Jeff Fryman, mayor, said county sheriffs have been asking for an accounting of MAN Unit operations from Defiance County, which operates the unit.

“There have been some very pointed questions. The sheriffs feel there needs to be an audit. They want it (the unit) to be more transparent,” Fryman said.


Currently, out of the 1.5% income tax, 1.25% is earmarked only for capital projects, such as streets and other infrastructure.

Archbold Park Board receives .25% for capital projects and operations.

Several area communities, including Stryker, Napoleon, and Fayette, charge a 1.5% income tax.

Defiance is 1.8%. Bowling Green is 2%; Toledo, 2.5%.

The last time voters increased the income tax was in May 1999, when the rate was increased from 1.25% to 1.5%.

Shifting money– say, $200,000– from capital projects would help shore up the general fund.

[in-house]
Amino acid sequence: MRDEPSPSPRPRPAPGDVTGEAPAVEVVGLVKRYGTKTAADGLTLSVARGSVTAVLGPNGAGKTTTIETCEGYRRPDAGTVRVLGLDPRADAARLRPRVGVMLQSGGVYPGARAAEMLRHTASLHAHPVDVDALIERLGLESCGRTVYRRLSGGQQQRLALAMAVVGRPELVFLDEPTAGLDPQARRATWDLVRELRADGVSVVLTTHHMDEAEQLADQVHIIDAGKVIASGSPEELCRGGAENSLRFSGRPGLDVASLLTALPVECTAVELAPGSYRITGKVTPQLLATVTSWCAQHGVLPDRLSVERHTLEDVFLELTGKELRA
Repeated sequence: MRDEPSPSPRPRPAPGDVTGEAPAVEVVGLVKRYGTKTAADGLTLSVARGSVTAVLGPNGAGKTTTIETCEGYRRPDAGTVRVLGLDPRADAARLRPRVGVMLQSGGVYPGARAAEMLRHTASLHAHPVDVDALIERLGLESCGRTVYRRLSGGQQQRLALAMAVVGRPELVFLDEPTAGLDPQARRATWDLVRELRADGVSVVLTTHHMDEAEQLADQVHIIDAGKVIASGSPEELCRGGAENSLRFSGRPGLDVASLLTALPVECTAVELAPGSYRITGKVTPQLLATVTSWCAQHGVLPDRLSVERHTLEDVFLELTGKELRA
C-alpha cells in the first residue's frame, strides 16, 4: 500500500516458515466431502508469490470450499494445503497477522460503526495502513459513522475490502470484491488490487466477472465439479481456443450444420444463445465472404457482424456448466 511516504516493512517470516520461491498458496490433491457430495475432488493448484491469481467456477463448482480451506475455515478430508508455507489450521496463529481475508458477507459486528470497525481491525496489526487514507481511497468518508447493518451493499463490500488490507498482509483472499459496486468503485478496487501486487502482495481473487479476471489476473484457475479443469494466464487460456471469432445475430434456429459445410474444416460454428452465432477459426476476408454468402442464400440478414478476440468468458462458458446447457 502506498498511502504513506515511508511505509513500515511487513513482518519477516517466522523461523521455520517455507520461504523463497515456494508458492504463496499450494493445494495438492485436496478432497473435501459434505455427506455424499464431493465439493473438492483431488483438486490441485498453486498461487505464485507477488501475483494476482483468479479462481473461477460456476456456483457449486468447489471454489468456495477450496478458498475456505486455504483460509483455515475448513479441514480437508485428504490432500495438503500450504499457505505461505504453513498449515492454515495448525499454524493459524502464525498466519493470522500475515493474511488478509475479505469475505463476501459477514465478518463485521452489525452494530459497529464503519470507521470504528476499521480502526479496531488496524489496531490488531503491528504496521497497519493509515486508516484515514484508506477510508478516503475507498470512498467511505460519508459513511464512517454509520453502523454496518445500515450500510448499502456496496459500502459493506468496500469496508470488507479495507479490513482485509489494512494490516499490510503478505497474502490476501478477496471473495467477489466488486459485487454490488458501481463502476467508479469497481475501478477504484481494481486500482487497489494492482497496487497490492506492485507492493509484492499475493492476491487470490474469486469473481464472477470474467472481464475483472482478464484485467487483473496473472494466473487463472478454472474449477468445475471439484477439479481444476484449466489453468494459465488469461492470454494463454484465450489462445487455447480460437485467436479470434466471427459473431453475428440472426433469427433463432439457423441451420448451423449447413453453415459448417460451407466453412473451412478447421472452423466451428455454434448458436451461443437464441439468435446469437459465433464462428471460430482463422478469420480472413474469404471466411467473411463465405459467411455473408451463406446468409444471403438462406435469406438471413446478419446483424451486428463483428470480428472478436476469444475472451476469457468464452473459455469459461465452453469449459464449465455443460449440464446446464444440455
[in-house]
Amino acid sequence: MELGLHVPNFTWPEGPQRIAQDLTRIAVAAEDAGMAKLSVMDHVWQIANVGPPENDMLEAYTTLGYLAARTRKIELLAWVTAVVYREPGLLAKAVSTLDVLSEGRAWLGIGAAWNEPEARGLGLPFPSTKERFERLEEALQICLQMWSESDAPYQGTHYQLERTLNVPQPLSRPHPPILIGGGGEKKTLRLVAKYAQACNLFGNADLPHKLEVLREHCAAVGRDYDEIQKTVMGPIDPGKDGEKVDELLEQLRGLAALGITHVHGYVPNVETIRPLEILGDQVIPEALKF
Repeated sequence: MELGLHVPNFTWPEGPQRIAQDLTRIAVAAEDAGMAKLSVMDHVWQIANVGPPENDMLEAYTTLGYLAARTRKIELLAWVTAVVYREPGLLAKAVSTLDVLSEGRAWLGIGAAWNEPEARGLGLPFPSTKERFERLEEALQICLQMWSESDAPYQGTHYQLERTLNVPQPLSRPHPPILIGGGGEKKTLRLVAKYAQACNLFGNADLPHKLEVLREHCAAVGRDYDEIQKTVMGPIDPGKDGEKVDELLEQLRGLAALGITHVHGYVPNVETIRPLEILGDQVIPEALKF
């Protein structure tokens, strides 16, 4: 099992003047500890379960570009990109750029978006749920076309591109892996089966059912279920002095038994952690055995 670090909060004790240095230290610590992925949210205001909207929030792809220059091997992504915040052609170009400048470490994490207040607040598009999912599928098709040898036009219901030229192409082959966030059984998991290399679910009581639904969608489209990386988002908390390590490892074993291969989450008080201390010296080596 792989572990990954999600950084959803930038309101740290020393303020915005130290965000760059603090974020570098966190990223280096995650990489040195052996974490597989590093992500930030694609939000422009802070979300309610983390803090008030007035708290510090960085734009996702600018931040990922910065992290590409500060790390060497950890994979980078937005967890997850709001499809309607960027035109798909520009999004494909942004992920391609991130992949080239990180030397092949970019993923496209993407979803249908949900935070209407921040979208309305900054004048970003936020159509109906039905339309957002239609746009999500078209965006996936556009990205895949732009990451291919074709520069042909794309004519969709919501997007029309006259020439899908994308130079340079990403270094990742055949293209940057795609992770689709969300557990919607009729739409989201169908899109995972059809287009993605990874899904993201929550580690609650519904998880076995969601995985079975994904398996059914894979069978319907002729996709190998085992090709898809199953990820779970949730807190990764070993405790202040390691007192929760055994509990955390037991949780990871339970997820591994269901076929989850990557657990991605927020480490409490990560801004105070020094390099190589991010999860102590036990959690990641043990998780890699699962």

Bentz said Archbold is unique in having most of the income tax revenue going to capital projects. All other area towns use income tax revenue to fund day-to-day operations.

Since the village finished constructing curb-and-gutter streets, Bentz asked what impact that would have on the capital budget.

Voters approved a replacement of the village 3.3-mill property tax levy. Property tax millage is reduced to keep tax revenues from growing with appreciating property values.

Replacing a millage resets the millage to current property values.

That “definitely made a difference,” Dettling said.

But since 2010, the village has lost almost $700,000 in revenue when the state eliminated the estate tax and phased out revenue from the personal property tax.

Dettling said she has changed the way the village went through the budgeting process. For the first time, councilmen could see not only proposed budget spending, but also what revenues were being received.

“For the first time, we were able to pull it (the budget) apart, and (the general fund situation) becomes painfully obvious,” she said.